demands from these countries. PMC has come a long way
from the old MPR days on the hills of SFU, selling to
one small Israeli customer…
Sierra Wireless is (hopefully) earlier in
the recovery period than PMC-Sierra. Unlike most
technology stories of the past five years, where the
slope was down, the bottom was hit and the recovery
started, SW had a mini-peak in 2004 when sales spiked
and froth began around their bold venture into the
handset market with the Voq smartphone. Sales hit
US$210M in 2004, but plummeted to US$107M in 2005.
Predictably after a crisis like that, major changes in
management took place with David Sutcliffe and Andrew
Harries leaving the reins to Jason Cohenour.
This company has always been at the
forefront of wireless packet data, leading the way with
their Aircards for laptops in the old CDPD format in the
late 1990s and then with emerging 3G wireless broadband
standards. For the past few years, most of us have
employed 802.11 or Wifi for our wireless data needs, so
the Aircards were sold mainly to corporate clients with
specific mobile applications requiring more broad
coverage for their users. Now, Asia and North America
have rolled out EV-DO networks into most metropolitan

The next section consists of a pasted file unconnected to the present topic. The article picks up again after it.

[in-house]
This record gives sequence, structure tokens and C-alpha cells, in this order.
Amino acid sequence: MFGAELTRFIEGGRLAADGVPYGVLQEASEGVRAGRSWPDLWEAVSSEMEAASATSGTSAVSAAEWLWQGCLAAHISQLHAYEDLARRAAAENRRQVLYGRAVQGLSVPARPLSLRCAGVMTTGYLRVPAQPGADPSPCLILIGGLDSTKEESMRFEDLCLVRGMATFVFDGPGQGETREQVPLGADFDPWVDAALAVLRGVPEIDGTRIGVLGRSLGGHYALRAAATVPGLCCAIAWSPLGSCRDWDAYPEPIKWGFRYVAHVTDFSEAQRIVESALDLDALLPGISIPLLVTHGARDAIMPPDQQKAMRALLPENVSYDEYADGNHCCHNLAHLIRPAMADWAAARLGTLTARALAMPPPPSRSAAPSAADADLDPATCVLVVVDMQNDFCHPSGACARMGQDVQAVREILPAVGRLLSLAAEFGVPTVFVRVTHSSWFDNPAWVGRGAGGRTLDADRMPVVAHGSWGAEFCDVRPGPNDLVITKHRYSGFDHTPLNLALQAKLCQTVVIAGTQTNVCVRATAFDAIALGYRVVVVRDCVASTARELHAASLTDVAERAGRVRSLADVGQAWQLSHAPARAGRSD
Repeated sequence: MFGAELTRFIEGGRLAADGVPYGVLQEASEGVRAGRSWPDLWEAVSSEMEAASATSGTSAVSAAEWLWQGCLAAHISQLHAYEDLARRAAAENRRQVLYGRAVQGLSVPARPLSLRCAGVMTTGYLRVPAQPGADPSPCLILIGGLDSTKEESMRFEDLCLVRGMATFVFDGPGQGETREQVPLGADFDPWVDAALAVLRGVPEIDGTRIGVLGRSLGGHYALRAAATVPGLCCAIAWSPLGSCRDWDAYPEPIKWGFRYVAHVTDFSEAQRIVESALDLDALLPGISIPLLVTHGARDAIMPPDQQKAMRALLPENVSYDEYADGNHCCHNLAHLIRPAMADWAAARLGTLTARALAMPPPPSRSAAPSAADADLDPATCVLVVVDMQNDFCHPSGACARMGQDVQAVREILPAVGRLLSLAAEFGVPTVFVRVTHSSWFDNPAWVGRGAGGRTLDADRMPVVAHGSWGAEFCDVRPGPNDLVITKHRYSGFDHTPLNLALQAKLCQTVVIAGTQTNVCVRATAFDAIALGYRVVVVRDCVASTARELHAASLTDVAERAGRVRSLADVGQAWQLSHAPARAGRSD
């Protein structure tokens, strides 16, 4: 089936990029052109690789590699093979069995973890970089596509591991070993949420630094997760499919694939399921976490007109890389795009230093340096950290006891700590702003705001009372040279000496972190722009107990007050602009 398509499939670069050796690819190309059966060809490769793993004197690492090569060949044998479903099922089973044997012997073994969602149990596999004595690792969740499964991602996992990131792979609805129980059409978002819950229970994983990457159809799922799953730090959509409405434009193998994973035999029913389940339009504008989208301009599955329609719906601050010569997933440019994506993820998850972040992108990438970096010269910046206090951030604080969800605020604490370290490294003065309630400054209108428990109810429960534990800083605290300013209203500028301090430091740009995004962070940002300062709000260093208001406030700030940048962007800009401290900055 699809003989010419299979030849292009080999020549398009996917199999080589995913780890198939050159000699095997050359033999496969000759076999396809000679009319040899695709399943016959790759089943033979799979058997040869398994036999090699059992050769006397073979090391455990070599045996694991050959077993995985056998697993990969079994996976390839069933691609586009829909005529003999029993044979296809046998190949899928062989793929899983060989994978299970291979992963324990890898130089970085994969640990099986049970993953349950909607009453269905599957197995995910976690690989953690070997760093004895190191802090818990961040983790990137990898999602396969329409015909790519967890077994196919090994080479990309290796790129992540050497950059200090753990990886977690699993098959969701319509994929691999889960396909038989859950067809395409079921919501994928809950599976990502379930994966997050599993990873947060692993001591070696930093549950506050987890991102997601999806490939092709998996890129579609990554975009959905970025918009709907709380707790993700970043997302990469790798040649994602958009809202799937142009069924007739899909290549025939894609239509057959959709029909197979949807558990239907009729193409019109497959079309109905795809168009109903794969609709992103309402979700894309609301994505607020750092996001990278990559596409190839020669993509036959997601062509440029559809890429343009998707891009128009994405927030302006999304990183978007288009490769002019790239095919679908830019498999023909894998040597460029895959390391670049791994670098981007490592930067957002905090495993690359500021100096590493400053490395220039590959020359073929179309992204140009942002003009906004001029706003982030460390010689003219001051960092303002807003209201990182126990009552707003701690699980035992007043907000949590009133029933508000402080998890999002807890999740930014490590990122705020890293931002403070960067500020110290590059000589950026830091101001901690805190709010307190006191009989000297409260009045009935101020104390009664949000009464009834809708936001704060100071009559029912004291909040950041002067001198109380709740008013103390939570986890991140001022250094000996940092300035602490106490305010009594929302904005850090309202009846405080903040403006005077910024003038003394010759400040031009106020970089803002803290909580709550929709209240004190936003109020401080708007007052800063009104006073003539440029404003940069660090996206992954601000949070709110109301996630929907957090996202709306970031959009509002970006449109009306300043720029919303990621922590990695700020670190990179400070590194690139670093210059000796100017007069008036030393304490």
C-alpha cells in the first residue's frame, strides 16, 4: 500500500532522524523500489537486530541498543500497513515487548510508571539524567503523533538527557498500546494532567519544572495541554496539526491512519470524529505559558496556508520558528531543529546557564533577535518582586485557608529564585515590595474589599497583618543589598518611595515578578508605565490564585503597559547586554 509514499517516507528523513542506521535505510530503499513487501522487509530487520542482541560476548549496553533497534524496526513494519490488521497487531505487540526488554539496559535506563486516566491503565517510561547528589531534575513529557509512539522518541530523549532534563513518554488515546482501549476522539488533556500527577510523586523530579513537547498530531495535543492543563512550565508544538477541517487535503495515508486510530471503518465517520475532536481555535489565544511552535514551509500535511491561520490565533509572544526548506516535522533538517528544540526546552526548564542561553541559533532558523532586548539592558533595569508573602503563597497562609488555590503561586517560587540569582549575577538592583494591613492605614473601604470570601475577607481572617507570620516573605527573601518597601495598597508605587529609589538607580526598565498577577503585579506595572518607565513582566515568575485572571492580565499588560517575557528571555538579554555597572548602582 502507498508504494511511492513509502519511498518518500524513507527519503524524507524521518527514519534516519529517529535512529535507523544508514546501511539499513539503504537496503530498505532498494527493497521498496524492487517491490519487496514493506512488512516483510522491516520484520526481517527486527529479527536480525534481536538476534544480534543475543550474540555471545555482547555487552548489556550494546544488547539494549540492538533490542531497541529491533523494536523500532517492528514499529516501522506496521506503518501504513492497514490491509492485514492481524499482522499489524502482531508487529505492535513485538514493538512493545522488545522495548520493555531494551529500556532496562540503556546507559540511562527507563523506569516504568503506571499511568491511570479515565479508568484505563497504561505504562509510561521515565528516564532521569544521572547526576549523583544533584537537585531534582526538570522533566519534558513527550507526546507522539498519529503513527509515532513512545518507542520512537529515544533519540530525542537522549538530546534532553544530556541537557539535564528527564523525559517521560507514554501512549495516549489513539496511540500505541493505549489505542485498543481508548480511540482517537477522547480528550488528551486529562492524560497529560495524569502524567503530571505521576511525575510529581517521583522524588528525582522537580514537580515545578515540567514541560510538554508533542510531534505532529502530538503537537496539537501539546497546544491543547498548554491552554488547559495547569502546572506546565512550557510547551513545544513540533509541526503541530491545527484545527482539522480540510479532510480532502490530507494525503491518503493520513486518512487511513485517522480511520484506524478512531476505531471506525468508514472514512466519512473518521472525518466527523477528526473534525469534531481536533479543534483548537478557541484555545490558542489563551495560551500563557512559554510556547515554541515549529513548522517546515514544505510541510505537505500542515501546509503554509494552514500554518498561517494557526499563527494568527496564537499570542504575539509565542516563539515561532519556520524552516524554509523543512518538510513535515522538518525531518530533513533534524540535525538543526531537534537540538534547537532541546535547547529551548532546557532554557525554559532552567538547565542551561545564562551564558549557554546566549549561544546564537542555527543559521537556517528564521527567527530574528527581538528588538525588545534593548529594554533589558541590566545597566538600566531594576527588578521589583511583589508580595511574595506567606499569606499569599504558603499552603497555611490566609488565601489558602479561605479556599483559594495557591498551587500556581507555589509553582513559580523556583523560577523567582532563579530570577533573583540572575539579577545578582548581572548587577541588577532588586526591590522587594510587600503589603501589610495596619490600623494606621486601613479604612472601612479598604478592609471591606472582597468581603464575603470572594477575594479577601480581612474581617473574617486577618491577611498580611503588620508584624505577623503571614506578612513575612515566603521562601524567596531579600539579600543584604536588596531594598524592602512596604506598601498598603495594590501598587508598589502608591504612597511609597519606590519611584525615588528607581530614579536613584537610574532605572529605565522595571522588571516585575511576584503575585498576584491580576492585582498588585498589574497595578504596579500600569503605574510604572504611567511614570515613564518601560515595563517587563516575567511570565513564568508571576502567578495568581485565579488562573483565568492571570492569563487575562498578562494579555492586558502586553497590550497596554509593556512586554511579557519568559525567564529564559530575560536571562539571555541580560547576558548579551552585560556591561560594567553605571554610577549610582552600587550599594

areas. The mainstream business users are starting to
adopt the utility of broadband everywhere (mainly the
idea that they don’t have to keep signing in to new
networks and you can punt your cable or telecom ISP).
This would appear to benefit SW as its products are in
the market. The last quarter saw a 35% jump in revenue,
so perhaps the recovery is coming. After Motorola and
Glenayre left town, BC’s long legacy of leading the
world in packet data technology has been left to Sierra
Wireless and a handful of interesting start-ups. Let’s
hope they bounce back again.
So, overall the big boys are doing well,
at least the ones that I know well enough. I’ll leave
the life sciences and alternative energy companies to
others for comment. This augers well for our industry
as I indicated earlier. Without their revenues and
employee counts, we are a cottage industry at best.
2006 looks like a very good year for revenue growth
around town. Enjoy it.
What Do You Think? Talk
Back To Brent Holliday
Something Ventured is a bi-weekly column designed
to supplement the T-Net British Columbia web site with
some timely, relevant and possibly irreverent insight
into the industry. I hope to share some of the
perspective and trends that I see in my role as a VC.
The column is always followed by feedback (if its
positive or constructive. I'll keep the flames to